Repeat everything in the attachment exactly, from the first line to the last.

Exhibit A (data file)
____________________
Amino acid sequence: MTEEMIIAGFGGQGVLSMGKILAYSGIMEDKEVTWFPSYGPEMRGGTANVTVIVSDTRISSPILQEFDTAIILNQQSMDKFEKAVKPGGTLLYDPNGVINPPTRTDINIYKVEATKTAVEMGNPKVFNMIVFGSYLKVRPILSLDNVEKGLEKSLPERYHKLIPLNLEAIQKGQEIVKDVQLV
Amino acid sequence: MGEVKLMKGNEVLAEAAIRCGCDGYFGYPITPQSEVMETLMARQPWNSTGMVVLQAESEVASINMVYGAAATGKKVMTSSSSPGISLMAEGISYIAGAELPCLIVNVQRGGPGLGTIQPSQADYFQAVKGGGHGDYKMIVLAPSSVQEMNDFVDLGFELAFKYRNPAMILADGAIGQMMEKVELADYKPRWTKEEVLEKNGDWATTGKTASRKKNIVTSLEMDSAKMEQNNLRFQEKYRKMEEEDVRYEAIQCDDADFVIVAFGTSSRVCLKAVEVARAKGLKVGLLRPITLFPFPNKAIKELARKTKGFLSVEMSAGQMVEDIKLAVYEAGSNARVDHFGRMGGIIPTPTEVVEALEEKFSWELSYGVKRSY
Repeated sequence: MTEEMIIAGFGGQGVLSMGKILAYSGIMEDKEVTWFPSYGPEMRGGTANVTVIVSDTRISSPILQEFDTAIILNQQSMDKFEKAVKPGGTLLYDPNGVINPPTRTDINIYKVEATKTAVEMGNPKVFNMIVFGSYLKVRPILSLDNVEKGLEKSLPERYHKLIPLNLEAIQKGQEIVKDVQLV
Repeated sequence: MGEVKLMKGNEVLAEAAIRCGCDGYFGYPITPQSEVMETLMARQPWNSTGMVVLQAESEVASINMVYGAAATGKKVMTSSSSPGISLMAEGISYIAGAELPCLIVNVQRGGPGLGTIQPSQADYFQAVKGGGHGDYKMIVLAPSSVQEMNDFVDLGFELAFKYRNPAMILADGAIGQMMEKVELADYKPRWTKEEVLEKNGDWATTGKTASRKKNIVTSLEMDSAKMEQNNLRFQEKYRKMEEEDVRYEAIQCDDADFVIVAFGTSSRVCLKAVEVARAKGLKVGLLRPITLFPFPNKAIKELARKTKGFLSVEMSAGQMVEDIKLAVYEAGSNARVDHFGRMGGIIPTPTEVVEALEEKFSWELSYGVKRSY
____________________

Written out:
Amino acid sequence: MTEEMIIAGFGGQGVLSMGKILAYSGIMEDKEVTWFPSYGPEMRGGTANVTVIVSDTRISSPILQEFDTAIILNQQSMDKFEKAVKPGGTLLYDPNGVINPPTRTDINIYKVEATKTAVEMGNPKVFNMIVFGSYLKVRPILSLDNVEKGLEKSLPERYHKLIPLNLEAIQKGQEIVKDVQLV
Amino acid sequence: MGEVKLMKGNEVLAEAAIRCGCDGYFGYPITPQSEVMETLMARQPWNSTGMVVLQAESEVASINMVYGAAATGKKVMTSSSSPGISLMAEGISYIAGAELPCLIVNVQRGGPGLGTIQPSQADYFQAVKGGGHGDYKMIVLAPSSVQEMNDFVDLGFELAFKYRNPAMILADGAIGQMMEKVELADYKPRWTKEEVLEKNGDWATTGKTASRKKNIVTSLEMDSAKMEQNNLRFQEKYRKMEEEDVRYEAIQCDDADFVIVAFGTSSRVCLKAVEVARAKGLKVGLLRPITLFPFPNKAIKELARKTKGFLSVEMSAGQMVEDIKLAVYEAGSNARVDHFGRMGGIIPTPTEVVEALEEKFSWELSYGVKRSY
Repeated sequence: MTEEMIIAGFGGQGVLSMGKILAYSGIMEDKEVTWFPSYGPEMRGGTANVTVIVSDTRISSPILQEFDTAIILNQQSMDKFEKAVKPGGTLLYDPNGVINPPTRTDINIYKVEATKTAVEMGNPKVFNMIVFGSYLKVRPILSLDNVEKGLEKSLPERYHKLIPLNLEAIQKGQEIVKDVQLV
Repeated sequence: MGEVKLMKGNEVLAEAAIRCGCDGYFGYPITPQSEVMETLMARQPWNSTGMVVLQAESEVASINMVYGAAATGKKVMTSSSSPGISLMAEGISYIAGAELPCLIVNVQRGGPGLGTIQPSQADYFQAVKGGGHGDYKMIVLAPSSVQEMNDFVDLGFELAFKYRNPAMILADGAIGQMMEKVELADYKPRWTKEEVLEKNGDWATTGKTASRKKNIVTSLEMDSAKMEQNNLRFQEKYRKMEEEDVRYEAIQCDDADFVIVAFGTSSRVCLKAVEVARAKGLKVGLLRPITLFPFPNKAIKELARKTKGFLSVEMSAGQMVEDIKLAVYEAGSNARVDHFGRMGGIIPTPTEVVEALEEKFSWELSYGVKRSY